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5 Travel Destinations And What The Spanish Think Of Them

27th September 2018

In celebration of World Tourism Day, Alex Judd, GCore Business Director, dives into Google Search data to see what the Spanish public think about five long-haul destinations.

“The world is a book and those who do not travel read only one page” said St. Augustine of Hippo in the fifth century and our love of travel has kept growing ever since. It could be argued that far flung countries offer the most striking experience, but what drives people to travel so far, how are these “new” horizons perceived?

To find out, using GCore, we looked at Google Search data in Spain, and analysed how five far away destinations are searched for: Japan, Brazil, South Africa, Canada and Australia.

After compiling all the different searches for each country that were related to travel, we divided them into topics of popularity to reveal the below:


People think they know Japan…

Firstly, we can see that the majority of people searching for Japan are searching for guides:


That’s at the expense of interest around more cultural aspects of our topics, such as history and food.

This tells us that people may have a pre-conceived notion about Japan, they think they know roughly what it’s about (samurai and sushi, perhaps) and that’s good enough for them to want to go (they’ll find out the rest when they get there.) Or people are just aware it’s such a different place, they’d much rather an expert figured the trip out for them.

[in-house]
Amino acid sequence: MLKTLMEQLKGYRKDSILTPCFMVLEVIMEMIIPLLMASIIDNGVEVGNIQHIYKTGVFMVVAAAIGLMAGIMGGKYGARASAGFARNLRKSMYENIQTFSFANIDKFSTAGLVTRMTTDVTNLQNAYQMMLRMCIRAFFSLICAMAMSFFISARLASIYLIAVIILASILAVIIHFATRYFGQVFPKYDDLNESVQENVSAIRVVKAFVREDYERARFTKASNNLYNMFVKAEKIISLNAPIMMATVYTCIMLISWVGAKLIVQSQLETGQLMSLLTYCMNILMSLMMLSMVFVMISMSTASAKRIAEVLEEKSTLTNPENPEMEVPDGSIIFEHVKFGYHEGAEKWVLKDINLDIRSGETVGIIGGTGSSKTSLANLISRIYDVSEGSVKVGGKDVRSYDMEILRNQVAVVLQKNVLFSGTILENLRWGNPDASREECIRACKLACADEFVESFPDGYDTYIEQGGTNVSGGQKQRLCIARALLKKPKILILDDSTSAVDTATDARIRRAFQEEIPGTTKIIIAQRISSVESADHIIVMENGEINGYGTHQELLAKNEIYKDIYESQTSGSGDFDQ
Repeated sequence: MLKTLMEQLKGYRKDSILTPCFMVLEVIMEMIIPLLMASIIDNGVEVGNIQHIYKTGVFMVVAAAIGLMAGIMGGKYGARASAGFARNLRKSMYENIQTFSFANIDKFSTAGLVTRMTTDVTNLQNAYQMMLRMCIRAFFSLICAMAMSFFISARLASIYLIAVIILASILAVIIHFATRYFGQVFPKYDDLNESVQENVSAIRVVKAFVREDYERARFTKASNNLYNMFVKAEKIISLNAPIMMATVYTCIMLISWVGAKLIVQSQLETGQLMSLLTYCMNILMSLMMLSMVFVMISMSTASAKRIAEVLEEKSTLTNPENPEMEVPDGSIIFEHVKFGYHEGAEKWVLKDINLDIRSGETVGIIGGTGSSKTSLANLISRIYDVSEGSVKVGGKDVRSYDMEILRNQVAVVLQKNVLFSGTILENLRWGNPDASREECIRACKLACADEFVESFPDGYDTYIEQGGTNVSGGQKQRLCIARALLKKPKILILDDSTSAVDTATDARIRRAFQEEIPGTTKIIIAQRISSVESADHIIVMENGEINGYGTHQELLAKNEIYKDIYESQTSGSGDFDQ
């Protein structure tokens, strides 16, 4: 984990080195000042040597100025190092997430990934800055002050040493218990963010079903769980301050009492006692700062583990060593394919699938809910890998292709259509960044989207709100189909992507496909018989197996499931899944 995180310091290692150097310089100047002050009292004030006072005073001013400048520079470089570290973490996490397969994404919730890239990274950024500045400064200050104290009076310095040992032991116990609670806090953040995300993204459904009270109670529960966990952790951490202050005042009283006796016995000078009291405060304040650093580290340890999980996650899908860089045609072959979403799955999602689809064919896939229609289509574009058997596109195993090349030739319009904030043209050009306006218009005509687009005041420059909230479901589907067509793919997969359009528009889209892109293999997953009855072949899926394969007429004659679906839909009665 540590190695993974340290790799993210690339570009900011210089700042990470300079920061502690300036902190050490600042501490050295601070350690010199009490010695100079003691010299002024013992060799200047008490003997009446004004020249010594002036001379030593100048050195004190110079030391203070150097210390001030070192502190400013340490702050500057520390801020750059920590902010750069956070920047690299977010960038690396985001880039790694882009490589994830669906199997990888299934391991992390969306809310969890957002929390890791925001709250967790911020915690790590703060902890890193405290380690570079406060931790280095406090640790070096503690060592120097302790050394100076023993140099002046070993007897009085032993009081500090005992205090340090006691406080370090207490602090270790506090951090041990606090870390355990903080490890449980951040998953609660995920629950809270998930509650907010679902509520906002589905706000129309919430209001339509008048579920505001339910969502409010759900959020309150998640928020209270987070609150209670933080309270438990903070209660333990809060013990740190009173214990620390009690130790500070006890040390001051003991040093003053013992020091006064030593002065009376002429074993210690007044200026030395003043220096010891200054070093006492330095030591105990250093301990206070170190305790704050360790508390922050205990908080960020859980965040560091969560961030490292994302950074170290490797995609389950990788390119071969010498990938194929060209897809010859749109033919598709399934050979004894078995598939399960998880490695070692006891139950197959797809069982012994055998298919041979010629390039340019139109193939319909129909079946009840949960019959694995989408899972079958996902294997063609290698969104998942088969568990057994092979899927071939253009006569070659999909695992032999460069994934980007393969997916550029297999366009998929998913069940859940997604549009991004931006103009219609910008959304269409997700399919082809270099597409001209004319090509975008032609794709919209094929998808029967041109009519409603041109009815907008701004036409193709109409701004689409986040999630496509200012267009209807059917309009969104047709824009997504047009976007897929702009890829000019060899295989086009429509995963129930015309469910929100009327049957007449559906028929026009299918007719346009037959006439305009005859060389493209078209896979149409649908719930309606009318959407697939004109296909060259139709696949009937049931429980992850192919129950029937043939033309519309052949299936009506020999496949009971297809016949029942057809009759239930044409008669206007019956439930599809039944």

So, from a tourism perspective, you’ll want to challenge the pre-conceived notion: reignite the interest in Japanese culture by showing people it’s not what they think it is, and create your own guide related content (potentially with celebrities/influencers representing different aspects of the country) to maintain the excitement of the user when they’re considering making their trip.

Australia’s for foodies…

Secondly, Australia has the highest interest around its food, which – considering the other destinations in there like Brazil and Japan – is quite a coup. So, whilst interest in the weather still dominates, it’s a strong string to its bow as a tourist destination. No doubt this has been helped by the huge diversity on the Australian food scene, driven by Sydney and Melbourne, with multi-cultural dishes at every turn.

Now that foodie recognition has been achieved, greater awareness of the country’s sights and attractions should be the next step.




For Canada, it’s all about the weather…

Finally, for Canada, weather dominates the perception.


One would assume this is because of its strong seasons and variety of weather, so there’s potential here for both an education piece (i.e. when the best time to come to Canada is, depending on what you want to do) and also building greater excitement around what the country has to offer.

Like to know more?

  • What are the most influential guides to Japan?
  • What kinds of foods are driving the Australian food revolution?
  • And what about South Africa?

As always with these blogs, we’re giving you the tip of the iceberg, but we’d love to show you more. Just drop us a line on twitter or send an email to the GCore team.



Alex Judd

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